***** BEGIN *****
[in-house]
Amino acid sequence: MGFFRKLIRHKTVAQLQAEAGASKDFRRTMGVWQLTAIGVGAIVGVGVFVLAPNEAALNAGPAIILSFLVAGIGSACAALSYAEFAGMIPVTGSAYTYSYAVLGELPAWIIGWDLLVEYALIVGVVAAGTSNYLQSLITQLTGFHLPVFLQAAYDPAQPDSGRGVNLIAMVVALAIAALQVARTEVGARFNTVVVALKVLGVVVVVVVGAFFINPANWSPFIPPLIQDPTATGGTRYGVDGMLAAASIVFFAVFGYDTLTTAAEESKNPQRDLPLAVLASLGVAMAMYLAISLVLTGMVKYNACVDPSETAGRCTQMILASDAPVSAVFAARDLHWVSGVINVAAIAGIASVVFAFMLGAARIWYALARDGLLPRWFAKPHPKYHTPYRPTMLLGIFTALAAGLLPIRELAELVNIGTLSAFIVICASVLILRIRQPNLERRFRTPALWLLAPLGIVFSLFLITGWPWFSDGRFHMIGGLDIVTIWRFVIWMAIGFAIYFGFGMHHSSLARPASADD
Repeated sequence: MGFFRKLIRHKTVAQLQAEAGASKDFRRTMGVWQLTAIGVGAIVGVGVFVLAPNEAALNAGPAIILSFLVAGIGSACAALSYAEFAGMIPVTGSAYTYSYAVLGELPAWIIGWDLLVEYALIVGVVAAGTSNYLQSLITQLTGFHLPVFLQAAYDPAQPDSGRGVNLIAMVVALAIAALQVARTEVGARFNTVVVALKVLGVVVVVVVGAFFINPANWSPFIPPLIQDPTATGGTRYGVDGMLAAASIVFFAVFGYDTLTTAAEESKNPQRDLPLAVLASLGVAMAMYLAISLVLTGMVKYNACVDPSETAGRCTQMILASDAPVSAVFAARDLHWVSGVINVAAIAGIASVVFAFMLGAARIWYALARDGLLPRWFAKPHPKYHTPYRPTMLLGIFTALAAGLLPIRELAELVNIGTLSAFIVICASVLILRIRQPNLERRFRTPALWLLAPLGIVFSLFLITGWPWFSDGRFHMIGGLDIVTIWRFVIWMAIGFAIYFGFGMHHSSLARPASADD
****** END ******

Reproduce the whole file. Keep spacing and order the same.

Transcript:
[in-house]
Amino acid sequence: MGFFRKLIRHKTVAQLQAEAGASKDFRRTMGVWQLTAIGVGAIVGVGVFVLAPNEAALNAGPAIILSFLVAGIGSACAALSYAEFAGMIPVTGSAYTYSYAVLGELPAWIIGWDLLVEYALIVGVVAAGTSNYLQSLITQLTGFHLPVFLQAAYDPAQPDSGRGVNLIAMVVALAIAALQVARTEVGARFNTVVVALKVLGVVVVVVVGAFFINPANWSPFIPPLIQDPTATGGTRYGVDGMLAAASIVFFAVFGYDTLTTAAEESKNPQRDLPLAVLASLGVAMAMYLAISLVLTGMVKYNACVDPSETAGRCTQMILASDAPVSAVFAARDLHWVSGVINVAAIAGIASVVFAFMLGAARIWYALARDGLLPRWFAKPHPKYHTPYRPTMLLGIFTALAAGLLPIRELAELVNIGTLSAFIVICASVLILRIRQPNLERRFRTPALWLLAPLGIVFSLFLITGWPWFSDGRFHMIGGLDIVTIWRFVIWMAIGFAIYFGFGMHHSSLARPASADD
Repeated sequence: MGFFRKLIRHKTVAQLQAEAGASKDFRRTMGVWQLTAIGVGAIVGVGVFVLAPNEAALNAGPAIILSFLVAGIGSACAALSYAEFAGMIPVTGSAYTYSYAVLGELPAWIIGWDLLVEYALIVGVVAAGTSNYLQSLITQLTGFHLPVFLQAAYDPAQPDSGRGVNLIAMVVALAIAALQVARTEVGARFNTVVVALKVLGVVVVVVVGAFFINPANWSPFIPPLIQDPTATGGTRYGVDGMLAAASIVFFAVFGYDTLTTAAEESKNPQRDLPLAVLASLGVAMAMYLAISLVLTGMVKYNACVDPSETAGRCTQMILASDAPVSAVFAARDLHWVSGVINVAAIAGIASVVFAFMLGAARIWYALARDGLLPRWFAKPHPKYHTPYRPTMLLGIFTALAAGLLPIRELAELVNIGTLSAFIVICASVLILRIRQPNLERRFRTPALWLLAPLGIVFSLFLITGWPWFSDGRFHMIGGLDIVTIWRFVIWMAIGFAIYFGFGMHHSSLARPASADD